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Found 6 results

  1. Steamworld Dig is Origin's current On the House game: https://www.origin.com/usa/en-us/store/steamworld/steamworld-dig/standard-edition Can't beat free, especially for a game like that. I mean, it would be better if it wasn't Origin, but it's still better than Uplay, so I guess there's that.
  2. Just a month ago, Image & Form was teasing the next installment in the SteamWorld series, and today we now know what the game will be: SteamWorld Dig 2. Although early reports indicated that the game might have been called 'SteamWorld Quest' at first, the return to Rusty's unfinished story is a welcome one, as the first SteamWorld Dig ended on a bit of a cliffhanger. In SteamWorld Dig 2, you'll play as the young shopkeeper from the original as you explore the depths of the Earth for a long lost friend. Image & Form has confirmed the game will be coming first to Nintendo Switch this Summer and will include HD Rumble (as well as Joy-Con) functionality, though they have yet to detail the specifics on it. Stay tuned for more info as we head into GDC this week, and be sure to check out the game's announcement trailer below! Source: Press Release Are you excited for SteamWorld Dig 2?
  3. Jonathan Higgins

    E3 2015 Hands-On: SteamWorld Heist

    Following up a successful game probably feels intimidating most of the time, especially if you“re a small development team like Image & Form. If you“ve played and enjoyed SteamWorld Dig, you“re probably expecting me to use certain key words and phrases when describing SteamWorld Heist, like “it“s more of what you love about the first game” and "the gameplay is very similar." I invite you to toss all those precognitions out the window. SteamWorld Heist isn“t an exploration-based platformer at all, but rather a turn-based strategy game mixed with elements of an action game. I got a chance to sit down with Image & Form CEO Brjann Sigurgeirsson at E3 and spent a good thirty minutes immersing myself in a whole new world, and a new gameplay style that couldn“t be more different from the game that came before it. SteamWorld Heist opens with Captain Piper, who needs to save her small squad of space pirates who have been captured. My immediate instincts were to use the control stick to move my character, but I noticed it caused the camera to move instead. So I guess the first thing I can say about SteamWorld Heist is that you have a full view of the level around you to carefully time your movements, and that“s a very good thing. Character movement is limited, and you can see a line indicating a path where you can walk. SteamWorld Heist is a lot like Codename S.T.E.A.M. in that respect. You can only move your character(s) so far before your turn is up, so if you see an enemy--take cover or shoot it down. Thankfully, Image & Form are very fair with how they“ve implemented their system. Things you can do (such as picking up an item, taking cover) are clearly marked by appropriate symbols that you see as you plan your path forward. And all enemy combat is halted while you plan your attack; you won“t have to worry about being accidentally shot or feeling rushed to plan the best move. Speaking of planning the best move — when you go to take a shot at an enemy, you“re shown the full path the bullet will take. Your shots can ricochet off walls to hit enemies, sometimes affect the environment around you (such as shooting a wire to make an area burst into flames), and more! One of the fun, small things you“ll be able to do with SteamWorld Heist is find wacky ways to take out enemies. Whether you blast an enemy in one shot by aiming for their head, or take a few tries at them, how they die is pretty satisfying. This isn“t a game that just lets enemies fade away or disappear. This is the kind of game that lets your robotic foes kind of burst into a million pieces. They even leave their hat behind if you knock their head clean off their shoulders! And speaking of hats — there“s a hat compendium in the game, as well as extra characters, items and other stuff to collect. With that in mind, I“d say this game is just as much about enjoying the levels around you and trying to collect everything as it is about reaching the end. The attention to detail is consistent with SteamWorld Dig. If one of the things you liked about Dig was its charm and aesthetic, that“s one thing you can count on. I never would have expected SteamWorld Heist to be what it is — a turn-based strategy action-game. But I“m happy with the direction that Image & Form have taken with their next game. Even if the strategy genre intimidates you, I think that Heist has a fair enough take on the genre to feel welcoming towards everyone. Image & Form are bound to be looking at another success story here. If you“re looking for more information, you should check out the game“s website. It“s still planned for a 2015 release on all current gen platforms.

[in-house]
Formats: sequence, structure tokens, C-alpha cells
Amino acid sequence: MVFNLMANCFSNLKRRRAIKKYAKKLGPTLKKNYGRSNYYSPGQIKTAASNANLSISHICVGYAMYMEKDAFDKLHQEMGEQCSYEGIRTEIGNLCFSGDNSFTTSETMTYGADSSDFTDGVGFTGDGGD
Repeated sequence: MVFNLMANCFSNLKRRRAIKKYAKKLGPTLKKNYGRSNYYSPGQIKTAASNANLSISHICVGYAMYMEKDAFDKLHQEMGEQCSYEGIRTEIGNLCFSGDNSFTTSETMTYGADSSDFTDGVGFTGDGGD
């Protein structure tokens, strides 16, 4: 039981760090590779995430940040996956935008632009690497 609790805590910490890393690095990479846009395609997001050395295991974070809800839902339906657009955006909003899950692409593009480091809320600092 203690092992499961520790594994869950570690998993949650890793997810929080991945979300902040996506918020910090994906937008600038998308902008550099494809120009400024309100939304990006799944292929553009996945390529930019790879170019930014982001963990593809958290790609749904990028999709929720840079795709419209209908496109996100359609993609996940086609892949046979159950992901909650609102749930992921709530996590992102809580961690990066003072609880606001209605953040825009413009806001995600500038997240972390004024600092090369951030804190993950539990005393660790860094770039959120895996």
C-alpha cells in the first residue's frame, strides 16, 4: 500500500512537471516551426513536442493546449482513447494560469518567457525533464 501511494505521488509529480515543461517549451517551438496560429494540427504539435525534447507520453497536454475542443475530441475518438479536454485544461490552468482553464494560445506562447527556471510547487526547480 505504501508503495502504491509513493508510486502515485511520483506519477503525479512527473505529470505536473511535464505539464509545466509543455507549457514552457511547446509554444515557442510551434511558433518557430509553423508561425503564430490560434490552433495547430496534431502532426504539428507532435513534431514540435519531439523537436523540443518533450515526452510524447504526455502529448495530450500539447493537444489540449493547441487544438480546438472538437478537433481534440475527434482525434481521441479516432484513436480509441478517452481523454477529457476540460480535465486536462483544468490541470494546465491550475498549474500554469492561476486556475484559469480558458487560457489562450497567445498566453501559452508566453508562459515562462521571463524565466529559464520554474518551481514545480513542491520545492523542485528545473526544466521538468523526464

4. Jason Clement

    Review: SteamWorld Dig